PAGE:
What is this thing called the "corporation" and why is it here? It’s time to put this basic question back into political play. The corporation has become a given in our culture, not unlike smog and Wayne Newton. It has been with us so long we assume its part of the natural order.

Not so. Practically all of our nation’s founders were appropriately anti-corporate (although you’ll never find that in any standard textbooks of American history), and at the time of the Continental Congress, only about 40 corporations existed in our land, and they were kept on a very short leash.

Like powdered wigs and boiled beef, the corporation is a British invention, essentially created by the Crown as a vehicle to amass the capital needed to loot the wealth of its colonies. Of course, looting was nothing new, but this "joint stock" connivance was a devilishly radical scheme. For the first time, ownership of an enterprise was separated from responsibility for the enterprise. If an individual businessperson loots, pollutes, or otherwise behaves illegally, he or she is individually accountable to the community for those actions-that is, they get their sorry asses hauled into court, and get fined, put out of business, and/or tossed in the slammer. But the corporation is a legal fiction that lets the investors who own the business off the hook whenever the business behaves badly (read: steals, kills, poisons, pillages, corrupts, and so on), avoiding individual responsibility for illegal actions done in their name, even when such actions profit them enormously.

Like letting a cat loose in a fish market, this structure invites mischief, which is why the founders of our republic believed corporate charters should be granted only to serve the greater public interest. Through most of the 19th century, states typically limited each corporation they chartered to one kind of business, prohibited it from owning other businesses, strictly limited the amount of capital it could amass, required the stockholders to be local residents, spelled out specific benefits the corporation had to deliver to the community, and put a 20-to-50-year-limit on the life of the charter. And, imagine this, legislatures were not shy about yanking charters when a corporation went astray from its stated mission or acted irresponsibly.

But just as America’s founders clearly saw the dangers of the corporate entity, greedy hustlers saw its phenomenal potential to help them make a killing. And the latter began early on to lather up politicians with money to try to loosen up the chartering process. During the Civil War, numerous corporations were chartered to supply the Union Army, and the commander-in-chief, Abraham Lincoln, did not find it a positive experience. In an ominous foreboding of corrupt practices among today’s Pentagon contractors, many of these corporations delivered shoddily made shoes, malfunctioning guns, and rotten meat. Honest Abe viewed the rise of corporations as a disaster, and warned in an 1864 letter that "as a result of the war, corporations have been enthroned and an era of corruption in high places will follow…until all wealth is aggregated in few hands, and the Republic is destroyed."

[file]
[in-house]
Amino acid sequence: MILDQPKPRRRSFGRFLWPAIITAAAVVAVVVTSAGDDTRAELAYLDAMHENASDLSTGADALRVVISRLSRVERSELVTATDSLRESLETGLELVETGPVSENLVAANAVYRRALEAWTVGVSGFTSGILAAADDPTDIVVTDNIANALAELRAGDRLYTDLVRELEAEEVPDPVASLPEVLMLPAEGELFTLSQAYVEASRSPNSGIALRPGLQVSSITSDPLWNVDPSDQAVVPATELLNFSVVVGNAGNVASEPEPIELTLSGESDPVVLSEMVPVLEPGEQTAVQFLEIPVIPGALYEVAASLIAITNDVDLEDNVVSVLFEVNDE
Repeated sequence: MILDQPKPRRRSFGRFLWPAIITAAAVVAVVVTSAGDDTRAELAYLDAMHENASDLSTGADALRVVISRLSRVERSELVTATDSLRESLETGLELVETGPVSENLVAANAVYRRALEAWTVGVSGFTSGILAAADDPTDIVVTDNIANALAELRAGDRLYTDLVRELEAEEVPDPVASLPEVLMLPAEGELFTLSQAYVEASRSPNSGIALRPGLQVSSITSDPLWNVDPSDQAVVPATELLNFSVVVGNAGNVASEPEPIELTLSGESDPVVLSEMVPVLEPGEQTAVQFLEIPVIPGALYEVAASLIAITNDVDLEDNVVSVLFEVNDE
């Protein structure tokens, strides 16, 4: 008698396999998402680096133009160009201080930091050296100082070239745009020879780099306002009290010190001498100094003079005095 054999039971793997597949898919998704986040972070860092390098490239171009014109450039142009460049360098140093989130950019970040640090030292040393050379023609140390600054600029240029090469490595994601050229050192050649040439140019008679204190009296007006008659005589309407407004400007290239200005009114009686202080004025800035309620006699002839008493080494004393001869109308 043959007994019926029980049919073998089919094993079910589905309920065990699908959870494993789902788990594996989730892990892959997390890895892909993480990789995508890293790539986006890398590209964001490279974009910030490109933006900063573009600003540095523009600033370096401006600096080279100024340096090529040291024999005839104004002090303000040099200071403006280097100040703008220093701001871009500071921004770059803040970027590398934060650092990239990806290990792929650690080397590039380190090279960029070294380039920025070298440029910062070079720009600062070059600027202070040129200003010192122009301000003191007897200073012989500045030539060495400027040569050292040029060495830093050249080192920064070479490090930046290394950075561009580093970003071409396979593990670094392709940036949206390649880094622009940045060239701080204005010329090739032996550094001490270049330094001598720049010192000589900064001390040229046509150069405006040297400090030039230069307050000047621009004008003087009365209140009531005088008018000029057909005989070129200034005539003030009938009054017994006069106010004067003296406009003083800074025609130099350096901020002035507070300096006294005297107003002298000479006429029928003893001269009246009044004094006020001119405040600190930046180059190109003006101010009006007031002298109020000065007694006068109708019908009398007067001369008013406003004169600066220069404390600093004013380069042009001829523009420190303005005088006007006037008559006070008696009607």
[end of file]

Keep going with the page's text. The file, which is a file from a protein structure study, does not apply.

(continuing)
Sure enough, during the next three decades assorted industrialists and corporate flimflam artists know collectively as the robber barons were enthroned and took hold of both the economy and the government. Corruption did abound, from statehouses to the White House, and the concentration of wealth in the clutching hands of such families as the Astors, the Vanderbilts, the Rockefellers, and the Morgans reached proportions unheard of …until today.

The power of the modern corporation dates back to this era, aided by two major legal shifts. First was the emasculation of the state "corporate charter," as power brokers goaded spineless and frequently corrupt politicians to remove, bit by bit and state by state, restrictions imposed to protect the public. Today the corporate chartering process is so perfunctory that it can be handled by a phone call.

The other big change came in 1886 , when the U.S. Supreme Court essentially made the corporation bullet proof. In a stunning and totally irrational decision made without bothering to hear any formal arguments (indeed, the learned justices said they did not want to hear any arguments), the Court abruptly decreed in a case brought by a railroad company that a corporations is "a person," with the same constitutional protections that you and I have. Dr. Frankenstein could not have done better than the courts and legislators. In only a century, the corporation was transformed into a superhuman creature of the law, superior to you and me, because it has civil rights without any civil responsibilities. It is legally obligated to be selfish; it cannot be thrown into jail; it can deduct from its tax bill any fines it gets for wrongdoing ; and it can live forever.

Corporations are the dominant institutions of our time, exercising the sort of power wielded by the church during the Middle Ages or by the nation-state in more recent times. In fact, some corporations are actually bigger than nations in terms of money. Mitsubishi is the 22nd larges economy on earth, ranked ahead of Indonesia. General motors is number 26, bigger than Denmark or Thailand. Ford is 31st, ahead of South Africa and Saudi Arabia. Toyota, Shell, Exxon, Wal-Mart, Hitachi, and AT&T are all in the top 50.

If you read the business pages, you will find the captains of industry unabashedly declaring their independence from any social contract or community mores, and from nations themselves, even the most powerful nations. Ralph Nader told me about a telling moment in General Motors’ stockholders meeting in 1996 . The setting was appropriately ceremonious, with CEO John Smith and the board of directors arrayed like ministers of state across an elevated platform in a grand ballroom. At one point, a lone stockholder gained recognition to speak, and noting that GM had eliminated some 73,000 U.S. jobs in the past decade, asked politely if Smith and he members of the board would rise and join him in pledging allegiance to the American flag on display on the side of the platform. After some embarrassed tittering among the board members and scurrying of legal counsels back and forth behind the podium, Smith announced that the bottom line was no, they would not. Of course, even though there was a small army of reporters present, not a whisper of this revealing exchange made the news.